“Barn owl nestboxes in vineyards: an ecological trap?” Carrie Wendt, Humboldt State University graduate student – – $1,000.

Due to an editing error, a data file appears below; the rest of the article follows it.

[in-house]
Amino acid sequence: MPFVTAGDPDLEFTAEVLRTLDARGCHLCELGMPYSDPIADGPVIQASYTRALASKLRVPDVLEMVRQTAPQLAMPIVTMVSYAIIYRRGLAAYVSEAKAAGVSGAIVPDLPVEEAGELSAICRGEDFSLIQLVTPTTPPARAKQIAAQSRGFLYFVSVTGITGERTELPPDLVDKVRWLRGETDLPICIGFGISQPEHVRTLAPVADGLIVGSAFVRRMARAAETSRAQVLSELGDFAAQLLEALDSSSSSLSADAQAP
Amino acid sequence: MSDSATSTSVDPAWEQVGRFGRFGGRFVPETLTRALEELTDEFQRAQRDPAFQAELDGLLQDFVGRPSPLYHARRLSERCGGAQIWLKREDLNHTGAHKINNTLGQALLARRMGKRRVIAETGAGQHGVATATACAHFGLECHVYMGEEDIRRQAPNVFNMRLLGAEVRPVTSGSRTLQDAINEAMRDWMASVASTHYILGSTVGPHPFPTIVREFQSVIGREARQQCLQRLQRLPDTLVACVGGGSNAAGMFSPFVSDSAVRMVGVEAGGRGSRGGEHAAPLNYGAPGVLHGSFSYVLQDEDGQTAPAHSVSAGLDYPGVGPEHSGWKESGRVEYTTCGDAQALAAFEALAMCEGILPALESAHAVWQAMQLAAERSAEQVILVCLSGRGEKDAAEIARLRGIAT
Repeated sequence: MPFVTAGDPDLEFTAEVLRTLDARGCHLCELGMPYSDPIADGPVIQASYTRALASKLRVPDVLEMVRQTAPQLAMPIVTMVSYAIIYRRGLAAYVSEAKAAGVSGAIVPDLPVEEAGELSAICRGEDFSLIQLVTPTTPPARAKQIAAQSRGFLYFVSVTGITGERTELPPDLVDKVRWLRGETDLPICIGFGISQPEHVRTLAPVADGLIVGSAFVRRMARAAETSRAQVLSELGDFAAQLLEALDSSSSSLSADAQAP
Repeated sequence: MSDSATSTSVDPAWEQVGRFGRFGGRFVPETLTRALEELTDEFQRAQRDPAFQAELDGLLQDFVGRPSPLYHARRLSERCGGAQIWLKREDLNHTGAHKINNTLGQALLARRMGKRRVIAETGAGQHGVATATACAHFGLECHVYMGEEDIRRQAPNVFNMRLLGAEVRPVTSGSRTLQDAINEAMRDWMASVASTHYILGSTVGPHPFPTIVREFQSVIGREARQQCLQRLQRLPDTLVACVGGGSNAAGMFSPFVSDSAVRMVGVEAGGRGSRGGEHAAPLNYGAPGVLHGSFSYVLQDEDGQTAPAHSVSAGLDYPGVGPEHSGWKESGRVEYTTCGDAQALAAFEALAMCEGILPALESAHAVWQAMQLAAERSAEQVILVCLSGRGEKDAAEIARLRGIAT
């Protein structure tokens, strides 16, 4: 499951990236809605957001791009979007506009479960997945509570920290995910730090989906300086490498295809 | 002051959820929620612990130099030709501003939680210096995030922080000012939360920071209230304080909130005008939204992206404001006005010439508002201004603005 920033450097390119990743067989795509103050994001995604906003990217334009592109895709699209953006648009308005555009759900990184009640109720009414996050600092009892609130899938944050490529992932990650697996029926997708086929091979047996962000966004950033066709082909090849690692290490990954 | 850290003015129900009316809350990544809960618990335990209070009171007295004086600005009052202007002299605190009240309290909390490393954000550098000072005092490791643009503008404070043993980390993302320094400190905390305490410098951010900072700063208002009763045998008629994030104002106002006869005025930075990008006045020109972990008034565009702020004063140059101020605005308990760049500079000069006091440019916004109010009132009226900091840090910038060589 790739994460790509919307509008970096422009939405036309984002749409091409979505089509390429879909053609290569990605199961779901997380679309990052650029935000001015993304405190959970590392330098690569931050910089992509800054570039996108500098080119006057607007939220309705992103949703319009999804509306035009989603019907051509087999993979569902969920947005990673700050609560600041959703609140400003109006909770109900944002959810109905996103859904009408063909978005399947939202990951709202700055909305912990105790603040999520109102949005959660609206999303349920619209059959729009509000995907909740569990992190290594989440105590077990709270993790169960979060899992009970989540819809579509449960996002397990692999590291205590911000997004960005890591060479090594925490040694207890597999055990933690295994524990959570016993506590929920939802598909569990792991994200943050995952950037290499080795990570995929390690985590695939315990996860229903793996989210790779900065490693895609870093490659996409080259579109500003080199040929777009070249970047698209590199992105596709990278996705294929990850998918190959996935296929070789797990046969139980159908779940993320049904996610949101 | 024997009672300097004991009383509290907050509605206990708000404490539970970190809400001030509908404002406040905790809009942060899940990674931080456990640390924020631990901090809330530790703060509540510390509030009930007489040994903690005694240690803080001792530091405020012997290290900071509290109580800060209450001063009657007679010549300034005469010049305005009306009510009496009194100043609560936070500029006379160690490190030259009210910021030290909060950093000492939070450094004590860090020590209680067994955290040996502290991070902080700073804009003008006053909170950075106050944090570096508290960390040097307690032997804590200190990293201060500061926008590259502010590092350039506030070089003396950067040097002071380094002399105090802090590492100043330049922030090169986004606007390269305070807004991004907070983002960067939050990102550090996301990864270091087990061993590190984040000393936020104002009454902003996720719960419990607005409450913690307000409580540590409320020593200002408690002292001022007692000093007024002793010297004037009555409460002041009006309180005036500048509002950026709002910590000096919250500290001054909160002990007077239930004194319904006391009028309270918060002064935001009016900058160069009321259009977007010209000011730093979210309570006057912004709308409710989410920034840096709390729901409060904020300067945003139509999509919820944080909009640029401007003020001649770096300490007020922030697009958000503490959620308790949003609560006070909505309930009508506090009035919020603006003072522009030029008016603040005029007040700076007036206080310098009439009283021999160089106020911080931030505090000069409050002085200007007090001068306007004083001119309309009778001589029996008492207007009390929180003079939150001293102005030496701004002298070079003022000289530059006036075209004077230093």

Barn owl (Tyto alba) populations are declining worldwide. In North America, declines are primarily due to land conversion, resulting in a loss of hunting and nesting habitat. With support from a conservation grant from Sequoia Park Zoo, Carrie Wendt, a wildlife graduate student at Humboldt State University, conducted a research project to examine the relationships of habitat quality, artificial nesting boxes, and barn owl quality of life in Napa Valley vineyards. Many farmers in Napa Valley construct artificial nest boxes to attract barn owls for rodent control, but there has been no published report in the U.S. addressing the concerns of habitat quality surrounding nesting boxes in vineyard ecosystems. Wendt’s project attempted to understand how various habitat factors surrounding nest boxes influence barn owl nest choice, then used this information to determine what constitutes high quality habitats for barn owls so recommendations could be made to farmers accordingly. She found that the odds of a nest box becoming occupied were positively associated with the number of hectares of grassland, mixed forest, and riparian habitat within 1km around the box. Also, taller, wooden nest boxes facing north were selected most often.